Saturday, December 16, 2006

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If you have a business you need some kind of accounting program.
The kind of accounting software you choose depends on why you are buying it. The two most widely used full-scale accounting programs are Quickbooks and Peachtree. If you just need something to keep track of your checks and deposits, Quicken will record the data and can be used to assemble totals for each category you designate; e.g. Food, Rent, Car payments, etc.
A sole proprietor might manage with Quicken, especially if he uses a separate bank account for his business checks and deposits.
If you need a real double-entry set of books, then you need Quickbooks, Peachtree or some other complete accounting program.
Quickbooks is the probably the easiest. You enter checks and deposits and a description and the program provides both a debit and a credit entry.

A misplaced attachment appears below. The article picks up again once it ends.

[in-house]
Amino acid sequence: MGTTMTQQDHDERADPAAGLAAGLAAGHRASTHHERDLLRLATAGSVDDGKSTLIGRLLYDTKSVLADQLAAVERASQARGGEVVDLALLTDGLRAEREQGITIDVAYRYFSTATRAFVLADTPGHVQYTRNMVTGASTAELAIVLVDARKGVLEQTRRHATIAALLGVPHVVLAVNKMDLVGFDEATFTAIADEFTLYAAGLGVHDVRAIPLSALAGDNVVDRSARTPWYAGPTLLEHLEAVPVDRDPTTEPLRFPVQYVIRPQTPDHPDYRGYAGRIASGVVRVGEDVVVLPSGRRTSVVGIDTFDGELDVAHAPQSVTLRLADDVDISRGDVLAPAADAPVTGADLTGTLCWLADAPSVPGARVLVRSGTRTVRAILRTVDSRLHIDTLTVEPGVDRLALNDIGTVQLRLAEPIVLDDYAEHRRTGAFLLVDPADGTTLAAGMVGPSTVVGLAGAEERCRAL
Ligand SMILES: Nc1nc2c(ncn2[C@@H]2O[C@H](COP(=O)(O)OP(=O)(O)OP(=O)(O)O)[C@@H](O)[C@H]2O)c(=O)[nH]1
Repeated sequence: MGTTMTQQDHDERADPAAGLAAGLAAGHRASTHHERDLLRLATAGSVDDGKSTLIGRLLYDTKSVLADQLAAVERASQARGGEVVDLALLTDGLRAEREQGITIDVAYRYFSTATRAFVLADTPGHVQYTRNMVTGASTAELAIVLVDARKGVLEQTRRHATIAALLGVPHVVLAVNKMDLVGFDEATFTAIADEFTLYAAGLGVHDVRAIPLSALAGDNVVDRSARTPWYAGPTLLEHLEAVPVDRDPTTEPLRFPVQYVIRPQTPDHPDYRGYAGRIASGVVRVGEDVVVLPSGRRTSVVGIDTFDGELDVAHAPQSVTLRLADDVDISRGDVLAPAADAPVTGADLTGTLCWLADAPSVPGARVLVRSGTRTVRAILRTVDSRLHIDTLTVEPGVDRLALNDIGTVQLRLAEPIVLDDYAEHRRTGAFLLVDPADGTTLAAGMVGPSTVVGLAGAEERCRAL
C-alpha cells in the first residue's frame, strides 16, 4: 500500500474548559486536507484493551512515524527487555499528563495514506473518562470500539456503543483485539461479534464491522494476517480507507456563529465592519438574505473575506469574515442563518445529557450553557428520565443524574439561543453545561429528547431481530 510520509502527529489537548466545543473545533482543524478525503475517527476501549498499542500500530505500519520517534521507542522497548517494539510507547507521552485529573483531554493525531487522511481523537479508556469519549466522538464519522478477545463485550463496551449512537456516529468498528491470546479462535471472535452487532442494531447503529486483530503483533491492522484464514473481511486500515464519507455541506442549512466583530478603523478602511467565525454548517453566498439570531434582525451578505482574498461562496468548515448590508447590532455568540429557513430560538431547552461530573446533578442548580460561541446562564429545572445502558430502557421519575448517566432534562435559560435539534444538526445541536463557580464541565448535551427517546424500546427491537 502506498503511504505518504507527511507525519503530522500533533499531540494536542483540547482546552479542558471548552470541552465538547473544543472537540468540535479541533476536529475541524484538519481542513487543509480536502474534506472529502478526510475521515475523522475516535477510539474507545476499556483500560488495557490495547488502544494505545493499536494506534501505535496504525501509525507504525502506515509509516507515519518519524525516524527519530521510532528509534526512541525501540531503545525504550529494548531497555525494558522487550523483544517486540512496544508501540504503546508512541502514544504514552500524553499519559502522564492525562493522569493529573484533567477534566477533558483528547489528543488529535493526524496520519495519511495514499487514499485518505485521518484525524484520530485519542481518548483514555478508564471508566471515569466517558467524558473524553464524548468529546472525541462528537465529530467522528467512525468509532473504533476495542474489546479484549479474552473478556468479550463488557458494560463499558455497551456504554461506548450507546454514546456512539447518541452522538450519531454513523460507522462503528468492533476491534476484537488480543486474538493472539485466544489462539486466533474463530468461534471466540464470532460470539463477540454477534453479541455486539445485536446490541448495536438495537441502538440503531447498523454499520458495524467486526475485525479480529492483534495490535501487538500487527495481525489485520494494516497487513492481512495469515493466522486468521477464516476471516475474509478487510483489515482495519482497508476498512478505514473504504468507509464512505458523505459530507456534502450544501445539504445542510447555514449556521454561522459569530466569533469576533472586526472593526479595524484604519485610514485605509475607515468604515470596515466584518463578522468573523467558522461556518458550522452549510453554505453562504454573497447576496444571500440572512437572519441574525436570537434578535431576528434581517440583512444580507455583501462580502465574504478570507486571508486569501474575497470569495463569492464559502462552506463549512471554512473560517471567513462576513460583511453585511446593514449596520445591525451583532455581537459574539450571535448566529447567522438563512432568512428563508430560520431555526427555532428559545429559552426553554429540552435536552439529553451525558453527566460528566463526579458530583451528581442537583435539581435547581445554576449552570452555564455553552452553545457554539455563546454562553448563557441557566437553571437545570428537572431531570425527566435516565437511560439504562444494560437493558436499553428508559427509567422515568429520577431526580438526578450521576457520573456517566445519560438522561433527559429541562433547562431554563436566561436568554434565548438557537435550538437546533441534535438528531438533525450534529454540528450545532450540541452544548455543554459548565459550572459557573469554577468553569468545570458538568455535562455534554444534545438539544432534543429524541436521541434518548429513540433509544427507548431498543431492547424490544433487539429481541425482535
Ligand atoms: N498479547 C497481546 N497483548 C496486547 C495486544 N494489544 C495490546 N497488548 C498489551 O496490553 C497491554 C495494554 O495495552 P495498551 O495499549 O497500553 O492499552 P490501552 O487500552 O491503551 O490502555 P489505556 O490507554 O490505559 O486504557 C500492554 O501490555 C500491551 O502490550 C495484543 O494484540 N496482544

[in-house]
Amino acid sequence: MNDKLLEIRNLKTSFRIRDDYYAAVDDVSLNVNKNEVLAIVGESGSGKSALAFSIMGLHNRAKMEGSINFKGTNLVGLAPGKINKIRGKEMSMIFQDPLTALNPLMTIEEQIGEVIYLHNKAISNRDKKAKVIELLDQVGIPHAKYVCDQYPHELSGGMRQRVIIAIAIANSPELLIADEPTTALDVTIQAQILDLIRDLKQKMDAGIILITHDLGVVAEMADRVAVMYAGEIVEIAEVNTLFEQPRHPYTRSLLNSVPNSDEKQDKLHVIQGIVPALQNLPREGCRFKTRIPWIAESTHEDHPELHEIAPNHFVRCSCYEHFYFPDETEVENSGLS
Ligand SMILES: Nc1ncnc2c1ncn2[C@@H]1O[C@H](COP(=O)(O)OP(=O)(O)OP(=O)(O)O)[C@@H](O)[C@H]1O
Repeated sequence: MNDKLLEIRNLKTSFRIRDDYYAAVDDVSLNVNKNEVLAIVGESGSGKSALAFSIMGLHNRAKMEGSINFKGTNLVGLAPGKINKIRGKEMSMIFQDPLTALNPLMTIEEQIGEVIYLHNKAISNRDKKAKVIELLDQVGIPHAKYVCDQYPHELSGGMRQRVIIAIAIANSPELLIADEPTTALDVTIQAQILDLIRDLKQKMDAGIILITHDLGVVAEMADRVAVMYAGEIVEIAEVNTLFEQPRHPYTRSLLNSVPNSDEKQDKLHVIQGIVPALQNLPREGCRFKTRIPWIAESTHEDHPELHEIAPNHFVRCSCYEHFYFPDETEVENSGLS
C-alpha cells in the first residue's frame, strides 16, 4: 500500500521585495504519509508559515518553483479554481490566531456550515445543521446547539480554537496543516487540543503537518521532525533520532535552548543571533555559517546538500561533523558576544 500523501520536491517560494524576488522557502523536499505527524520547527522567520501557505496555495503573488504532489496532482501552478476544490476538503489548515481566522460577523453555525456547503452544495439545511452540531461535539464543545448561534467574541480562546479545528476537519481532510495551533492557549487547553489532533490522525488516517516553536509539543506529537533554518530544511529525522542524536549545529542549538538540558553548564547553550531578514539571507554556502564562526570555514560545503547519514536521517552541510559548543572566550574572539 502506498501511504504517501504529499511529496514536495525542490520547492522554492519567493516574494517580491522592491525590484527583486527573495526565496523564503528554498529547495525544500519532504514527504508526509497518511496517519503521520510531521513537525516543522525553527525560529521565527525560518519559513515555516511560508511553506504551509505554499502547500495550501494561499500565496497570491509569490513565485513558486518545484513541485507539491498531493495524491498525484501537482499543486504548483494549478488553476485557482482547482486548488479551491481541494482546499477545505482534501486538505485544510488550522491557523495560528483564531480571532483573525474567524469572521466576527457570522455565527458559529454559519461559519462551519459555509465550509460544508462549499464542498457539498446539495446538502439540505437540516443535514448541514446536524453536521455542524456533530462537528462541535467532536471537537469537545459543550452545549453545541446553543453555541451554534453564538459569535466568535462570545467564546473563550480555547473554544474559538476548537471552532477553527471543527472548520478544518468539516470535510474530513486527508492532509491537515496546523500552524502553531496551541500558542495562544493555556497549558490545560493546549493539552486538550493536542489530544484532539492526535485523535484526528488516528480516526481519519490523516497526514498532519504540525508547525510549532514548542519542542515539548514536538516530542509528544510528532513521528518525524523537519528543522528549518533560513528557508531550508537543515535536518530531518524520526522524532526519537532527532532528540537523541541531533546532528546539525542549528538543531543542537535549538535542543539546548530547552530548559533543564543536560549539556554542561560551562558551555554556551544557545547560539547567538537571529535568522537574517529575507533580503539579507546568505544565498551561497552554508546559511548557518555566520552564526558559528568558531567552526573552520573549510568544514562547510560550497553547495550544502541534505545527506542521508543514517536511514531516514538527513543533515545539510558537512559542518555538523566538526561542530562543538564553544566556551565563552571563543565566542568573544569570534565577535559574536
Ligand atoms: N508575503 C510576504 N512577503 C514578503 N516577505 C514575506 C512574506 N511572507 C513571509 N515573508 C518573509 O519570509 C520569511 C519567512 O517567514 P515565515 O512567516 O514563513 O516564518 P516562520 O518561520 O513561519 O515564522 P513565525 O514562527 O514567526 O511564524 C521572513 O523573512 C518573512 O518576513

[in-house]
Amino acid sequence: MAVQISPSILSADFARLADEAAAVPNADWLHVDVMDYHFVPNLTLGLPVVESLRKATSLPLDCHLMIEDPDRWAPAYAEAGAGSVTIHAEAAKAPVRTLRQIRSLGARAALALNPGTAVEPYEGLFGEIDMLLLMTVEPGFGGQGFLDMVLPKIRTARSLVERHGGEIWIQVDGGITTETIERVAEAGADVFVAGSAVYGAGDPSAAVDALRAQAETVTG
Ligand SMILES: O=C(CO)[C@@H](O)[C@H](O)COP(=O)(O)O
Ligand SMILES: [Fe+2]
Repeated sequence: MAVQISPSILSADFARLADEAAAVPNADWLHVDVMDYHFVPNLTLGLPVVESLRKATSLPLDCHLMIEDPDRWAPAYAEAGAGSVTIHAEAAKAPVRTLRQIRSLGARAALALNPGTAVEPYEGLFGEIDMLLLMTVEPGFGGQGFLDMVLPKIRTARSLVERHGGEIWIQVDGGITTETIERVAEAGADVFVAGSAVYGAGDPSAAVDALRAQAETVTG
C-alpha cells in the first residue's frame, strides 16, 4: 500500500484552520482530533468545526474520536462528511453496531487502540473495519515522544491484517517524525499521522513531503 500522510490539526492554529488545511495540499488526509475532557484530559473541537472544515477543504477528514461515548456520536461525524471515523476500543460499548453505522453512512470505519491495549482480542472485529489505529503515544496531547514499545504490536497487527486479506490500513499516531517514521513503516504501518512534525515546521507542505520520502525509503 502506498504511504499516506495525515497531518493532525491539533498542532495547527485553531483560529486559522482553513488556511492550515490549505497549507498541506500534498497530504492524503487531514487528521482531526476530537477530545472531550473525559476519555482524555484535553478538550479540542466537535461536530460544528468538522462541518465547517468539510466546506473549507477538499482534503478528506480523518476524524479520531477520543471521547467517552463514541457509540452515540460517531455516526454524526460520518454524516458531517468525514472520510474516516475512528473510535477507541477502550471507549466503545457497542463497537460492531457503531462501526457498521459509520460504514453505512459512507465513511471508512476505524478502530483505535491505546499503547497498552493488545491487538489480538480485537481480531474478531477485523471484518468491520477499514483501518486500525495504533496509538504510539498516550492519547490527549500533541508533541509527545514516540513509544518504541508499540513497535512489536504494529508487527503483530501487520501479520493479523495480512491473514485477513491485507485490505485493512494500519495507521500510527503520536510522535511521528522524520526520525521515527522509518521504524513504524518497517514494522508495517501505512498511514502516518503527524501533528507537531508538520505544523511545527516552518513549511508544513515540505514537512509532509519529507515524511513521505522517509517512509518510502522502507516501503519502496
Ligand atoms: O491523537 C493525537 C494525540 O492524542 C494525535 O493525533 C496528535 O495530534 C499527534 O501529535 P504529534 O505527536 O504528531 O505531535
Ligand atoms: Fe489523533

I have never used Quickbooks, but some of my clients have maintained their records on Quickbooks. I've noticed that they misclassify some items, but that could occur with any accounting program. Sometimes they will record sales tax payable when the sale is recorded, then, when they pay the sales tax, instead of charging "Sales Tax Payable" the will charge it to "Tax Expense." The same kind of error could occur with Peachtree if a non-accountant is doing the bookkeeping. For more see
I have used Peachtree for many years, starting when it was an MS/DOS program. It seems to be designed for a person who is knowlegeable about accounting. You have to set up a 'chart of accounts'. Normally you would start with the "Cash" account as account # 101. All assets would go in the 100 series of account numbers and liabilities in the 200 series, Equity in the 300s, revenue in the 400s, Cost of Sales in the 500s and expenses in the 600-900 series. If you sell things on credit, the program provides accounts receivable aging reports. It also can be used to maintain perpetual inventory records (which should periodically be reconciled to a physical count and adjusted if necessary). SEE
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